Editorial: Discouraging stories of the day
Stitched together, three stories in Wednesday’s Sun-Times read like chapters in one of the most discouraging books you’ll find.
The common theme: violence, poverty and the hollowing out — physically and psychologically — of some of Chicago’s toughest neighborhoods.
The story begins with the worst of the symptoms: the total disregard for life in some pockets of our city.
The Sun-Times’ Frank Main took readers to a funeral in West Englewood where dozens of police officers showed up with assault rifles. A little much, you ask? Not when you know the backstory. The young man, a reputed gang member, who was laid to rest Tuesday was brutally murdered the week before on the steps of a Park Manor church after the funeral of another man. Hundreds of mourners streamed past his body in horror.
To prevent a repeat, Chicago police showed up in force at the second funeral. For the day, police kept a lid on things: “Nobody got shot,” Cmdr. Christopher Fletcher told Main. “Mission accomplished.”
More efforts to quell the city’s out-of-control crime problem were chronicled in Michael Sneed’s column. Supt. Garry McCarthy, she reported, has named seven new police commanders. Since arriving in 2011, McCarthy has replaced 19 of the city’s 23 commanders. In a year where homicides are up 19 percent and shootings 11 percent, the command changes are part of a larger strategy to fight crime.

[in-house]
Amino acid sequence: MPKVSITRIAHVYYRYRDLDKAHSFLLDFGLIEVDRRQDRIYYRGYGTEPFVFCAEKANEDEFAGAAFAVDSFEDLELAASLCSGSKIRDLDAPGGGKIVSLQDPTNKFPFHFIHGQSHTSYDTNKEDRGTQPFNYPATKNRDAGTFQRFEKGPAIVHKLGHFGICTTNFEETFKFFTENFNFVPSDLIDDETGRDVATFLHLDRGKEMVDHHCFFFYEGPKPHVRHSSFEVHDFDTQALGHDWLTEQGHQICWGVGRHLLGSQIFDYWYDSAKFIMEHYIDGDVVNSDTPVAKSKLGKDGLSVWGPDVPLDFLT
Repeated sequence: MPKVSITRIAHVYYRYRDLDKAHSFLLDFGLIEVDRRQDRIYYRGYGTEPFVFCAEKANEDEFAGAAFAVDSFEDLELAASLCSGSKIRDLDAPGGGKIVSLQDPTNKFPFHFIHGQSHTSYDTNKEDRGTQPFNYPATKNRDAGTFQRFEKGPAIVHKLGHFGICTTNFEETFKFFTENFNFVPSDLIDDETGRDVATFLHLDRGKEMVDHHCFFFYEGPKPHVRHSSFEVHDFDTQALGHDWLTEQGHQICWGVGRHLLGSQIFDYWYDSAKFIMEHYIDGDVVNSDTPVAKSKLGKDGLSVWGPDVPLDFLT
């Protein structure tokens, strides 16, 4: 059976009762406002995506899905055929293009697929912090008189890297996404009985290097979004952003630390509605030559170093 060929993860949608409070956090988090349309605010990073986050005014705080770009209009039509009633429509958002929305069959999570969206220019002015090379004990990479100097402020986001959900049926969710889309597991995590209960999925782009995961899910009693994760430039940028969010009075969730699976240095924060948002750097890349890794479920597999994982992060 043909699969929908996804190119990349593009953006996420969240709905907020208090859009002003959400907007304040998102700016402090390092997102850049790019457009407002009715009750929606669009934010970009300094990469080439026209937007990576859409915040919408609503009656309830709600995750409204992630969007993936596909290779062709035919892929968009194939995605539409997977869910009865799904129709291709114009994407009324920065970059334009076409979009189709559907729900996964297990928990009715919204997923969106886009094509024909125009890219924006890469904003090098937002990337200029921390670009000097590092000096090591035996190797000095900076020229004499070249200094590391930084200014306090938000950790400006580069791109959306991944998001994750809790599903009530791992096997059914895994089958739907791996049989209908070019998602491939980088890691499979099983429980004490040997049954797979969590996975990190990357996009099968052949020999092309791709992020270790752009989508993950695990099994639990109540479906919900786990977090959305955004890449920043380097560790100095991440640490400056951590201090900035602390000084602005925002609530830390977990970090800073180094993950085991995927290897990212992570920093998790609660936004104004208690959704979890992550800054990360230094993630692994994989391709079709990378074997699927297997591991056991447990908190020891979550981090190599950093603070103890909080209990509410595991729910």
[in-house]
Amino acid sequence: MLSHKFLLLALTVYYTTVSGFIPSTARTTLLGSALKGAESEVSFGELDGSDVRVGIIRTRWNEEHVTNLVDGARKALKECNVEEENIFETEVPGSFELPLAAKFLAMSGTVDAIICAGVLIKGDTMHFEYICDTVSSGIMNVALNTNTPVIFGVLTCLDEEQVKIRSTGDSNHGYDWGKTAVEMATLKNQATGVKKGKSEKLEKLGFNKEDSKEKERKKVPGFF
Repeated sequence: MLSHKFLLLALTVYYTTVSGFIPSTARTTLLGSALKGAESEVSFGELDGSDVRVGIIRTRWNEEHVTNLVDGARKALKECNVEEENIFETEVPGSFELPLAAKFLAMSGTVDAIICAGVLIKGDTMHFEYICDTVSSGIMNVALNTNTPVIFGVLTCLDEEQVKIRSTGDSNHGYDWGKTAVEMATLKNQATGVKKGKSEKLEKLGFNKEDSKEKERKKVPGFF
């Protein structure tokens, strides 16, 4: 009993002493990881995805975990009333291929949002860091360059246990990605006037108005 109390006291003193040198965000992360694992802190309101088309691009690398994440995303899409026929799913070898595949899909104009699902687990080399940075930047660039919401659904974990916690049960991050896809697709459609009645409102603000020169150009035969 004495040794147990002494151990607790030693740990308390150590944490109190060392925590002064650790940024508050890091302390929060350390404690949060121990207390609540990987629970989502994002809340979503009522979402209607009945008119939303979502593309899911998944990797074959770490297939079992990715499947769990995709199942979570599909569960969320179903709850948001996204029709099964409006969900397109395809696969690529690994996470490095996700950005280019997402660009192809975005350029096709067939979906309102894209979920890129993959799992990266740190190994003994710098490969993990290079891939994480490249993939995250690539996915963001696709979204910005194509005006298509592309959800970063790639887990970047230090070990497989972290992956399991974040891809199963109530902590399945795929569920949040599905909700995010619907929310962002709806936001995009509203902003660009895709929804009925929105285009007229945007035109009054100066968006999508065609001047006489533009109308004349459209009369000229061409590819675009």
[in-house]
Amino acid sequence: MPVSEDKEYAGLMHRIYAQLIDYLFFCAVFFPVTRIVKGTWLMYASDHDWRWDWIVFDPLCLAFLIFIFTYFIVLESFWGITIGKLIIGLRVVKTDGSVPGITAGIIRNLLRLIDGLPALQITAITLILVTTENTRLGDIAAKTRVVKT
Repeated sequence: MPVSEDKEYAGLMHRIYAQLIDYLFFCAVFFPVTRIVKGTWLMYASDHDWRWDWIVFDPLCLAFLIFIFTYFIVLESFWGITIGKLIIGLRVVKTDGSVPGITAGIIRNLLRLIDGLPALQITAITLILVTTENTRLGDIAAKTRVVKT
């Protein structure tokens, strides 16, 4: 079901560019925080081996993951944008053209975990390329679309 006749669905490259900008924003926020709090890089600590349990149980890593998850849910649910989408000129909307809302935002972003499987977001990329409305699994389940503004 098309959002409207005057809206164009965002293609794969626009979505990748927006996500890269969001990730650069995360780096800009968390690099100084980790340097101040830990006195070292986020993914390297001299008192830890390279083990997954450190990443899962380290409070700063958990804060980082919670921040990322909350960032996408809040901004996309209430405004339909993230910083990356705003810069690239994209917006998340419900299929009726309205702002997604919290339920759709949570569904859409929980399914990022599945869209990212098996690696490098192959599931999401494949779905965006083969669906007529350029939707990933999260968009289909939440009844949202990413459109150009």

We’re all for it, but crime-fighting is just one piece. Police are best at controlling what ails this city, not changing the conditions that breed crime. For that we need better schools, stronger communities, more responsible parents and stronger social services.
The third story is just one example of where Chicago falls short. Faced with declining population on the West and South sides, where crime is at its worst, communities are struggling with under-enrolled and low-performing schools. The school system on Tuesday released a list of under-enrolled schools — neighborhood institutions that are now at risk of closure.
These hollowed out communities are Chicago’s greatest liabilities and its greatest potential. Invest right — in better schools, stronger families and richer supports — and one day we may finally rewrite this Chicago story.